A strategy combines both the theoretical aspect of artistic activity – the artistic agenda or concept – and the practical one (the methods and techniques for carrying out the agenda or concept). In the broadest terms, a strategy is the combination of standpoint and technique, as postulated by Benjamin; thus, following this same line of thought, I regard subversive strategies in the field of media arts as the combination of certain subversive techniques (for example found footage, video scratch and software art) with specific artistic positions and concepts (such as critical or analytical art).
It is in this aspect that I find Shanghai severely lacking. Considering Banerjee’s last brilliant experiment with Love, Sex aur Dhoka (LSD) I’d expected him to meddle with camerawork, with the use of a particular medium to tell a particular story. LSD was full of experimental media such as digital handy-cams and CCTV cameras that were used brilliantly to tell the stories of its subjects, but in this case Shanghai subverts nothing of traditional storytelling. I suspect the use of Greek cinematographer Nikos Andritsakis has something to do with this, but coming from Banerjee, it’s still disappointing. For the media-saturated landscape of Indian cities, experimental cinematography would have made this narrative much edgier and much more relevant.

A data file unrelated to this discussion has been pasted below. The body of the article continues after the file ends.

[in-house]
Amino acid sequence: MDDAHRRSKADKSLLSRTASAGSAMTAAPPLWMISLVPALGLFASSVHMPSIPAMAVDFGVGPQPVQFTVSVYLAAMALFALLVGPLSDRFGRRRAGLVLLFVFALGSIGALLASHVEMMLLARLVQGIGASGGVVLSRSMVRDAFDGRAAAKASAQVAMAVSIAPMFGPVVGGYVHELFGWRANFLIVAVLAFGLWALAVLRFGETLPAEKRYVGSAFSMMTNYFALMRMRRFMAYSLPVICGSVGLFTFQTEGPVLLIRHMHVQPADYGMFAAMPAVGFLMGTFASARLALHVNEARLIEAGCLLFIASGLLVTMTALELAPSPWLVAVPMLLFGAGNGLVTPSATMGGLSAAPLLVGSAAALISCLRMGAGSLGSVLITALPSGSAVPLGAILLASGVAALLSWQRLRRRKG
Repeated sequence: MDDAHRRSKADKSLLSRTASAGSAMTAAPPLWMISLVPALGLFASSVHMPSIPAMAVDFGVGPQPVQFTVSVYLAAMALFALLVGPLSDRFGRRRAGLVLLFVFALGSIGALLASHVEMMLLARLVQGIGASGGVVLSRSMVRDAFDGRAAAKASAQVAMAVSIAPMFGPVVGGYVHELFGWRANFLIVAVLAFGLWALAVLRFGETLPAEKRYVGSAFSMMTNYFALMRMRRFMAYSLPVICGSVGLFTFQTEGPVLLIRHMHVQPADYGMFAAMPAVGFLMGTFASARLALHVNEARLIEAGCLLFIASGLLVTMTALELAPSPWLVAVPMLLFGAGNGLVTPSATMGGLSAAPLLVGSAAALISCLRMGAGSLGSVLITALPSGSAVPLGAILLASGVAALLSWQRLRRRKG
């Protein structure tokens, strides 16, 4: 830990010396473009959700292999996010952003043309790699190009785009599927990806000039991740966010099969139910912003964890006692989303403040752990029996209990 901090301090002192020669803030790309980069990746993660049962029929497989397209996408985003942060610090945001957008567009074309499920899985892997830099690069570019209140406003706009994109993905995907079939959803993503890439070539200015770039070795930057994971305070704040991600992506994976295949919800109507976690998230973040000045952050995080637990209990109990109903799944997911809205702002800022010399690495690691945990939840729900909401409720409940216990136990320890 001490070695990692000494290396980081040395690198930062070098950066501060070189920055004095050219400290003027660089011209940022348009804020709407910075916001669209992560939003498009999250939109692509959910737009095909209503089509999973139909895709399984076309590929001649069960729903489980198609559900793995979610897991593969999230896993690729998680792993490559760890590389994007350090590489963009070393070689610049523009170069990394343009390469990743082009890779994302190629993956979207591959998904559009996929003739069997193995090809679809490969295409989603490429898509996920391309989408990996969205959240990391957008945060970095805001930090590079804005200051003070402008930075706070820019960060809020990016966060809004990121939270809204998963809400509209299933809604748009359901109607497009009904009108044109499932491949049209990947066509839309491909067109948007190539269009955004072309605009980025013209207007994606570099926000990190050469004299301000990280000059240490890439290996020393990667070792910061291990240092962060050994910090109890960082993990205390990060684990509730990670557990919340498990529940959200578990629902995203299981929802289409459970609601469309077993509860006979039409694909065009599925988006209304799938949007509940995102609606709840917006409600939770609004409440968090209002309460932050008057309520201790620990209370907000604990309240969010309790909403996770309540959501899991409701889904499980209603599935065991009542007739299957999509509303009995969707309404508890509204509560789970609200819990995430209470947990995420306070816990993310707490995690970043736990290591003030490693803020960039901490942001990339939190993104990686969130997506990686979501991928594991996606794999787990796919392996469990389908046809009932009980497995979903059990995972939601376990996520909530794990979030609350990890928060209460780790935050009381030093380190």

But Banerjee still infuses his screenplay with a subversive narration, mainly with two techniques — interruptions and the motif of cleaning. The early parts of the film are rife with tense or emotionally heightened moments being interrupted by a peripheral event. It starts with the gori dancer landing on a private airstrip almost overbalancing on her stilettos, a pronounced hitch in her stride. Her interaction with the press is interrupted by Dr. Ahmedi. It continues with her Imported Kamariya routine, which halts within 20 seconds when an important minister arrives late and is ushered to his seat before the act resumes. A minister in the middle of a photoshoot is interrupted into taking a crucial phone call. Then there is Dr. Ahmedi’s speech to the masses on a mike that is repeatedly interrupted by feedback. Then when he’s rushed to the hospital post-accident, and Shalini aggressively questions Jogi as to how the accident could have happened at all, a nurse butts in to tell them, “Yeh hospital hai. Please bahar jaake fighting kijiye.” Afterwards, when Krishnan is interrogating police officers as part of the official inquiry, he is interrupted by an outraged Shalini who accuses the police of foreknowledge, and she in turn is interrupted by an out of turn basketball hurled through the window and an official saying “Yeh khelna ki jagah nahi hai”. Outside the same office, as both Krishnan and Shalini stomp off, their strides are halted by a slippery floor.